Magnetic domain images of a 2-μm-diameter CoO(3-nm)/Fe(12-nm)/Ag(001) disk under different conditions. (a) The local magnetic field produced by the Fe film surrounding the disk (H ~ 32 Oe) shifted the vortex core position from the disk center. (b) After the application of an external 50-Oe magnetic-field pulse, the Fe film changed from a single-domain state to a multidomain state, and the local magnetic field produced by the Fe film went from ~32 Oe to ~0 Oe. The Fe vortex core remained in its off-center position, showing the exchange-bias effect of the CoO vortex. (c) After the sample was warmed to 300 K (above the CoO Néel temperature), the exchange-bias effect vanished, and the Fe vortex core moved back to the center.

J. Wu, D. Carlton, J.S. Park, Y. Meng, E. Arenholz, A. Doran, A.T. Young, A. Scholl, C. Hwang, H.W. Zhao, J. Bokor, and Z.Q. Qiu, "Direct observation of imprinted antiferromagnetic vortex states in CoO/Fe/Ag(001) discs," Nat. Phys. 7, 303 (2011).

Magnetic materials are characterized by the ordering of electron spins, with nearest-neighbor spins parallel to each other in ferromagnetic (FM) materials and antiparallel to each other in antiferromagnetic (AFM) materials. As the size of a magnetic system is reduced to micron scale, it has been shown that the spins in an FM microstructure can curl around to form a magnetic vortex state. While there has been intensive activity in the study of vortex states in FM disks, there has been no direct observation of such states in an AFM microstructure, although theory predicts many interesting and unique properties for the AFM vortex state. Recently, a research team from Berkeley, Korea, and China has taken the first direct image of an AFM vortex in multilayered magnetic disk structures using x-ray magnetic linear dichroism (XMLD) and photoemission electron microscopy (PEEM) at ALS Beamlines 4.0.2 and 11.0.1 , respectively. The experiments observed two types of AFM vortices, one of which has no analogue in FM vortices.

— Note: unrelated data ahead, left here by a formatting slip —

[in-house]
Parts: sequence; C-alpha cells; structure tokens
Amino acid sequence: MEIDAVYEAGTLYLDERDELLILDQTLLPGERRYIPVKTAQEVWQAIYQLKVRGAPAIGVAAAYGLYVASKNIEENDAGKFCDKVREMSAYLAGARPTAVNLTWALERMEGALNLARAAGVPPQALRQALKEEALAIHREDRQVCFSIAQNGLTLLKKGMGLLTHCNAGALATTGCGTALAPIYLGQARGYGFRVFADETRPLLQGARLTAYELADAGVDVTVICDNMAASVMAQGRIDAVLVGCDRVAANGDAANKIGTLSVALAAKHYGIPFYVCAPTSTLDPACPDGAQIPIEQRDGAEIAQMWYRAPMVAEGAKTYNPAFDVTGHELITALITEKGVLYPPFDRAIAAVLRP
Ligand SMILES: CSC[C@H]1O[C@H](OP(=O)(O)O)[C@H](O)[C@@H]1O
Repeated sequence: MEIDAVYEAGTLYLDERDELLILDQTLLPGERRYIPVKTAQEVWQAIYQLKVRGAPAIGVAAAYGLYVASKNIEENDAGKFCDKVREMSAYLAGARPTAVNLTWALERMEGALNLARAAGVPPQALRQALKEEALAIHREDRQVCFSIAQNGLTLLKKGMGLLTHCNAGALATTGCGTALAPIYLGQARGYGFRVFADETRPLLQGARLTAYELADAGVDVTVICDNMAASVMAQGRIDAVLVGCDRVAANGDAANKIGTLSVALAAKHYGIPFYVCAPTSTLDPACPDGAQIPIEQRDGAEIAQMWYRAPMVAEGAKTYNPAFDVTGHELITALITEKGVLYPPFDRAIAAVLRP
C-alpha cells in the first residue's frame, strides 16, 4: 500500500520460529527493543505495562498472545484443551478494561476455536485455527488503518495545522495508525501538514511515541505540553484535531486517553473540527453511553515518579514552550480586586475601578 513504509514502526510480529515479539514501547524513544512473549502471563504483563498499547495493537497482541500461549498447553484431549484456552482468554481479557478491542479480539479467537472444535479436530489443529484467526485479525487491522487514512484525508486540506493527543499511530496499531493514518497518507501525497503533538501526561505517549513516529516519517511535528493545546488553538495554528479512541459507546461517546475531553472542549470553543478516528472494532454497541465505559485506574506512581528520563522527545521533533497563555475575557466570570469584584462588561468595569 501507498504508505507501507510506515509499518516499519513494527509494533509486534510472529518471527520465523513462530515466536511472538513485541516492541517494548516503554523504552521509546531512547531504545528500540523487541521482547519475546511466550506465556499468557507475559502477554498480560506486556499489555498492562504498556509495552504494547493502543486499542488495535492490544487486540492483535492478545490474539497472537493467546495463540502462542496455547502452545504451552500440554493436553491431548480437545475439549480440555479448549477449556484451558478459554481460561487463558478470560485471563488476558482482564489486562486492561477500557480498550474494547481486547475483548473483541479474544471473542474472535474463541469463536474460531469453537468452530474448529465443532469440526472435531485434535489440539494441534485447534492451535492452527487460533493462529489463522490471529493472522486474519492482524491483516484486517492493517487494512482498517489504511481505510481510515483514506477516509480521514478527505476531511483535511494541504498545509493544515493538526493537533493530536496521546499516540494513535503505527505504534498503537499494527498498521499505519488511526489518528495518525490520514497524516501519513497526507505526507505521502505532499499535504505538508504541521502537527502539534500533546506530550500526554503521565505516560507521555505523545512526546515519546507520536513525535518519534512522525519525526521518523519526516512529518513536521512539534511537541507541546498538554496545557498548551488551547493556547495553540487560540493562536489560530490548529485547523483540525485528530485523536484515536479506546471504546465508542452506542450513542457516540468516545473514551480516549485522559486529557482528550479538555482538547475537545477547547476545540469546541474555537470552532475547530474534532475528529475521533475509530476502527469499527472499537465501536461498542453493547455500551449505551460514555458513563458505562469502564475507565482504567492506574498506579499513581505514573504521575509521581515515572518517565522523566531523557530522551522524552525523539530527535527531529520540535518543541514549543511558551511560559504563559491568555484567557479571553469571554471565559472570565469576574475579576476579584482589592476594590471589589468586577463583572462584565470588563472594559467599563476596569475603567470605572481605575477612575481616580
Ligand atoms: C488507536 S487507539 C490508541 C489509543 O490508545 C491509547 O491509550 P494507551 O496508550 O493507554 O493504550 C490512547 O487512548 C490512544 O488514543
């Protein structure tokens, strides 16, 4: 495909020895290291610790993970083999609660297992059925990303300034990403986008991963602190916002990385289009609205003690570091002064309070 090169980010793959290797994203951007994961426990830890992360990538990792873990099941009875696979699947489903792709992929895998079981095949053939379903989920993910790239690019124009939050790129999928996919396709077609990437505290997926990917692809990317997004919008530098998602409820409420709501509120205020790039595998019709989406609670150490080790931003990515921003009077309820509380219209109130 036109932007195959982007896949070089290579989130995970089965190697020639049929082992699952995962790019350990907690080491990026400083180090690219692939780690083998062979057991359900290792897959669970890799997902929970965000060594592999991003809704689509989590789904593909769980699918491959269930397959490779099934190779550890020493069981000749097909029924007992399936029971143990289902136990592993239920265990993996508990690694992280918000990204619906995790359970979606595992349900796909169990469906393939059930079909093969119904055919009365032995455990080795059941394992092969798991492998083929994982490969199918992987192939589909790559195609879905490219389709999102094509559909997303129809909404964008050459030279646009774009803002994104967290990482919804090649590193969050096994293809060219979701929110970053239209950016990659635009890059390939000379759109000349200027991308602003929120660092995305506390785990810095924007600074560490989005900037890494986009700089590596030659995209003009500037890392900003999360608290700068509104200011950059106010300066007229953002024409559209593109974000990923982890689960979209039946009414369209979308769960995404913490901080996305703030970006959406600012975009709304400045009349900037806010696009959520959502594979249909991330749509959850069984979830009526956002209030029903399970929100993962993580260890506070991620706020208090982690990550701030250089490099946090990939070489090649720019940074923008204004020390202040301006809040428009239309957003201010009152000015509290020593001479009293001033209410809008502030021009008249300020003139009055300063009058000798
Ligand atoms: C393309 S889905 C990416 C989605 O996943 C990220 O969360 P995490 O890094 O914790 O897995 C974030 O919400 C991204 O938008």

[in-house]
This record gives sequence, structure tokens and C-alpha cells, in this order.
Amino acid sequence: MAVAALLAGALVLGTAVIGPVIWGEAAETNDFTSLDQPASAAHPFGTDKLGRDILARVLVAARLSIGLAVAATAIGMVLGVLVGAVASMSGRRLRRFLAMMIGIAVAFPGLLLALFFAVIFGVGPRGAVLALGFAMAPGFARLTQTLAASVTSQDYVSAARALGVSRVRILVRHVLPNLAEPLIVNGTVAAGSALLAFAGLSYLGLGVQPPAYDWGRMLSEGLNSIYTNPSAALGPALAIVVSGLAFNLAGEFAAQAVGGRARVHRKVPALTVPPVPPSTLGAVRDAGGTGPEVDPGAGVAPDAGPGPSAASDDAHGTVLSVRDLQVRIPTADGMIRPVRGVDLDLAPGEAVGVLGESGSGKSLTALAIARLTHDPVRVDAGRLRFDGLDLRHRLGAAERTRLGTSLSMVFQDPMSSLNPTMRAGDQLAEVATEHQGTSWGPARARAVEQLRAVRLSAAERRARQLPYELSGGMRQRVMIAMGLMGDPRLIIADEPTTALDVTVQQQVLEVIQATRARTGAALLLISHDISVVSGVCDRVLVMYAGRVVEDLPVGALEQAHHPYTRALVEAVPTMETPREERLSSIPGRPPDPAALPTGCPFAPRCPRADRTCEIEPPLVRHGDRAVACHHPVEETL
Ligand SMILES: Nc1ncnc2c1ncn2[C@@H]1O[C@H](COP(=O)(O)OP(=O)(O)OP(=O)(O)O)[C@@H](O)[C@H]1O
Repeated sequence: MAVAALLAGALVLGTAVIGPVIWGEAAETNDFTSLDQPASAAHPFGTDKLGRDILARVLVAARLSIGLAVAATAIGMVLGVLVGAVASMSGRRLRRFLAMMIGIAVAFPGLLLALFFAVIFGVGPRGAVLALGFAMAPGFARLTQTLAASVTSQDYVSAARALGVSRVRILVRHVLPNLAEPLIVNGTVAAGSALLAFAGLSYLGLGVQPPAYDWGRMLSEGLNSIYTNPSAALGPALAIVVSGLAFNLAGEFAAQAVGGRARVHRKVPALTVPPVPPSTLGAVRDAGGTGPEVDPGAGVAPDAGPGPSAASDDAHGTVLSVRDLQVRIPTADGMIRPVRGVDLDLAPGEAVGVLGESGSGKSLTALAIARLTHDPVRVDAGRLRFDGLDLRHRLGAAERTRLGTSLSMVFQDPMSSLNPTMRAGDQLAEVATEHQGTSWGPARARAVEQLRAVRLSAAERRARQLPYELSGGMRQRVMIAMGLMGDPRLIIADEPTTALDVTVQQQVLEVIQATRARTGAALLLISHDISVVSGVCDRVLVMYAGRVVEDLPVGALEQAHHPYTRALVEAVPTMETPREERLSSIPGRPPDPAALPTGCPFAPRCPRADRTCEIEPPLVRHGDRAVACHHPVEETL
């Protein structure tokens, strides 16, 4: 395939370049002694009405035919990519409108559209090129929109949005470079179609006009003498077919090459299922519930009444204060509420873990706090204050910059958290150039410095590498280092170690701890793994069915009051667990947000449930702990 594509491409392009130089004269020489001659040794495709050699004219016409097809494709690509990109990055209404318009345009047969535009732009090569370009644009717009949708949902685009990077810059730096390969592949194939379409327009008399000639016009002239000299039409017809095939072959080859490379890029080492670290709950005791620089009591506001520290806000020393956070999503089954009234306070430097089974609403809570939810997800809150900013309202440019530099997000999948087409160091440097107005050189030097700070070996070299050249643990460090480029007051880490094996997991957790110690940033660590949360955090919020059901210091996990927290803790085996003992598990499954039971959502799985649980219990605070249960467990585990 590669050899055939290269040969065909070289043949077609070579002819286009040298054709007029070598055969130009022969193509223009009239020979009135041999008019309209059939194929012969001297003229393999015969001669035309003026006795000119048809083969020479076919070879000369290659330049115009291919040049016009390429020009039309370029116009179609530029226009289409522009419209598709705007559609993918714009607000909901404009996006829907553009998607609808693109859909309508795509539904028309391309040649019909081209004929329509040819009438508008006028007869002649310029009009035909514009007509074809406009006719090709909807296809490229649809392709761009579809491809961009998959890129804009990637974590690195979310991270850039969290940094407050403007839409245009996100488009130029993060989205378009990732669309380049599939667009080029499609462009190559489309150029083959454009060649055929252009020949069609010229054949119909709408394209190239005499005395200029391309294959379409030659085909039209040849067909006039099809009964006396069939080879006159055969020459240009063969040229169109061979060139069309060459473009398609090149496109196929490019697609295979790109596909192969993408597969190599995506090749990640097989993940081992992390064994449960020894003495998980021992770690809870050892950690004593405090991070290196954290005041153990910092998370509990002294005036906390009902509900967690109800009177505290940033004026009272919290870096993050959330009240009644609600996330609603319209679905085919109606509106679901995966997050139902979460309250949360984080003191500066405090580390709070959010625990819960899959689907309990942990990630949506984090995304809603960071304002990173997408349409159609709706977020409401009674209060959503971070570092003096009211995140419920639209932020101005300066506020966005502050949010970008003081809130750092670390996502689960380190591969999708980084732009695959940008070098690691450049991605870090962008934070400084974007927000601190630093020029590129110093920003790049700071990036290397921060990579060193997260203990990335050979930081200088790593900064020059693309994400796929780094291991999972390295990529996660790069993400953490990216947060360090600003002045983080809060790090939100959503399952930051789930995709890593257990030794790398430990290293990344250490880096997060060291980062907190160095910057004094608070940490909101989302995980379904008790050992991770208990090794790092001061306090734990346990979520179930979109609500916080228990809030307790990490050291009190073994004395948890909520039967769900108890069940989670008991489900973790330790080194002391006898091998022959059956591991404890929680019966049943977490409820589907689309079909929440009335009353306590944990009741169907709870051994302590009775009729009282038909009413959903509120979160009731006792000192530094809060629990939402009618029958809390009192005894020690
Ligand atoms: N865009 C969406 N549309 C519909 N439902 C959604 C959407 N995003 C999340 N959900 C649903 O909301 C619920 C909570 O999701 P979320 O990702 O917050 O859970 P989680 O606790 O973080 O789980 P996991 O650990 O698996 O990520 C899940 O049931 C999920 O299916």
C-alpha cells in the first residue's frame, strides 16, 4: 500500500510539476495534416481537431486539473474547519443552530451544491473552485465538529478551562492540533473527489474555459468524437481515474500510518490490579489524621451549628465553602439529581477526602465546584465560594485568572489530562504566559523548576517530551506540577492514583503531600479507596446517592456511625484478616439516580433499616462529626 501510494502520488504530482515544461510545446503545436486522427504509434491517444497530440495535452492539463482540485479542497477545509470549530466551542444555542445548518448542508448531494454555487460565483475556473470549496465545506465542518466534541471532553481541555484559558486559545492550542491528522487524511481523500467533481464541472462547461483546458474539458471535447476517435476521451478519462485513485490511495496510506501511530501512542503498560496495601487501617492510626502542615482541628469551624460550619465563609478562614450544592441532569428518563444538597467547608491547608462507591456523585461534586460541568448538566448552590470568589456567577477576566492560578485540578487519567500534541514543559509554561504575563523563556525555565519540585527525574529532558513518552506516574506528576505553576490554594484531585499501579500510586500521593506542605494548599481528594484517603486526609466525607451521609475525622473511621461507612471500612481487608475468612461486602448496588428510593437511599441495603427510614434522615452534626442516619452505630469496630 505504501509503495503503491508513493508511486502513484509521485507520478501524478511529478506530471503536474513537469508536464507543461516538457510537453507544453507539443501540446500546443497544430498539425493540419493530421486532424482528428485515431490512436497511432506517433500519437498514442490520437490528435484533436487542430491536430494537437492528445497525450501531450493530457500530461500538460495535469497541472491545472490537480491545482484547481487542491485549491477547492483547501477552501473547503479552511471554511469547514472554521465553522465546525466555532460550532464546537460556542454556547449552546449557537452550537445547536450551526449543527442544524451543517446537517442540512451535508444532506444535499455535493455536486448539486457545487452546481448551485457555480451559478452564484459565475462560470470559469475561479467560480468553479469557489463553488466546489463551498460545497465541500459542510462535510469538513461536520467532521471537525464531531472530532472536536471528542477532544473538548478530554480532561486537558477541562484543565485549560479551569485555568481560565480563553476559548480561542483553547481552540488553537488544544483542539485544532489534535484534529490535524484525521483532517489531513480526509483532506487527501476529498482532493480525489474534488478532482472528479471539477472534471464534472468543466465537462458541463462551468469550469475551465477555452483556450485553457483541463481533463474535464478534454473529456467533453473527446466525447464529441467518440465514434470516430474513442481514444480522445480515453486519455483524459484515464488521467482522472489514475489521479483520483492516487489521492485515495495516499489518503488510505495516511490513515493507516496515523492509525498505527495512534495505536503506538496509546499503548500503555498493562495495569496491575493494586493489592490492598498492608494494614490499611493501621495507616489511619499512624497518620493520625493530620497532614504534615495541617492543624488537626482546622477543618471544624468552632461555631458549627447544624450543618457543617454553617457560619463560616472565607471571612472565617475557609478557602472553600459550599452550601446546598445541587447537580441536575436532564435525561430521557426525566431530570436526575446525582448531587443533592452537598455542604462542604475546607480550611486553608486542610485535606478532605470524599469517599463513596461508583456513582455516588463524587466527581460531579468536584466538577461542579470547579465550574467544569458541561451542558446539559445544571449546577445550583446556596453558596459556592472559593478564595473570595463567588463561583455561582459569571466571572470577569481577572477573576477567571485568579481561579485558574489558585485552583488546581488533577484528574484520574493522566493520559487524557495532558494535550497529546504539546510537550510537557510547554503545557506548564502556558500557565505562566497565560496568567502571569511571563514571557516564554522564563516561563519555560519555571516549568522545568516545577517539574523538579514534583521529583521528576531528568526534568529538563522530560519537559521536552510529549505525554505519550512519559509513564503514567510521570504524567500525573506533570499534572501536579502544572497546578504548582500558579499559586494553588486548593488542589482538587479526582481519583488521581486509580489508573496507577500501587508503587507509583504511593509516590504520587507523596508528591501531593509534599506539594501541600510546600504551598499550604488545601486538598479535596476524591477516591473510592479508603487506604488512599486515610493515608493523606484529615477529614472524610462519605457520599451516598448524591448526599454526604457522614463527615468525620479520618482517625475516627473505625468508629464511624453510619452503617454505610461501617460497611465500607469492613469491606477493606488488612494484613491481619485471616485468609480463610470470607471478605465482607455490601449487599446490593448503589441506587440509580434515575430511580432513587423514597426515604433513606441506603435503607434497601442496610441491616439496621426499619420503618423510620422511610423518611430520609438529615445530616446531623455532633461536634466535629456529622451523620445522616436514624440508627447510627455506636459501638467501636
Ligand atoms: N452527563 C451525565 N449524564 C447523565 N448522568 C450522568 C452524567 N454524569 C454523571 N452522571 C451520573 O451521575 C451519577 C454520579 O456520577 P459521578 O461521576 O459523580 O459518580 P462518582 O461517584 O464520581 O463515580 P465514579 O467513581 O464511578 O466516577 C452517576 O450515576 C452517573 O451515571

Science Highlight: "Direct Imaging of Antiferromagnetic Vortex States"

Direct-write process

Left: Schematic of the AFM tip and substrate geometry and the chemical synthesis of Si and Ge nanostructures. Right: Precursor molecules for Si (diphenylsilane) and Ge (diphenylgermane).

NEXAFS spectra

Left: Representative electron-yield image (x-ray energy = 1222 eV) of Ge structures written from diphenylgermane. Center: NEXAFS spectrum acquired from one of the Ge structures on the left. The spectrum shows the onset of the 1218-eV edge that corresponds to the Ge L3 excitation. Right: Spectra acquired at the onset of the C K-edge (285.7 eV) for Ge (red), Si (green), and C (black) nanostructures. This data validates that at most, only trace amounts of C is present in the Si and Ge structures.

J.D. Torrey, S.E. Vasko, A. Kapetanovic, Z. Zhu, A. Scholl, and M. Rolandi, "Scanning probe direct-write of germanium nanostructures," Adv. Mater. 22, 4639 (2010); S.E. Vasko, A. Kapetanovic, V. Talla, M.D. Brasino, Z. Zhu, A. Scholl, J.D. Torrey, and M. Rolandi, "Serial and parallel Si, Ge, and SiGe direct-write with scanning probes and conductive stamps," Nano Lett. 11, 2386 (2011).

Nanostructured materials (nanowires, nanotubes, nanoclusters, graphene) are attractive possible alternatives to traditionally microfabricated silicon in continuing the miniaturization trend in the electronics industry. To go from nanomaterials to electronics, however, the precise one-by-one assembly of billions of nanoelements into a functioning circuit is required—clearly not a simple task. An interdisciplinary team from the University of Washington, in collaboration with the ALS and the Pacific Northwest National Laboratory, has devised a strategy that could make this task a little easier. They have demonstrated the ability to directly "write" nanostructures of Si, Ge, and SiGe with deterministic size, geometry, and placement control. As purity is essential for electronic-grade semiconductors, the resulting patterns were carefully evaluated for carbon contamination using photoemission electron microscopes at ALS Beamlines 7.3.1 and 11.0.1.

Science Highlight: "Direct-Write of Silicon and Germanium Nanostructures"

SEM micrographs of the tooth tip of a sea urchin. The overgrown and co-oriented calcite rhombohedra are colored in green, mis-oriented rhombohedra are colored in blue. Mis-oriented rhombohedra appear at the edges of the plates, which the sea urchin broke while grinding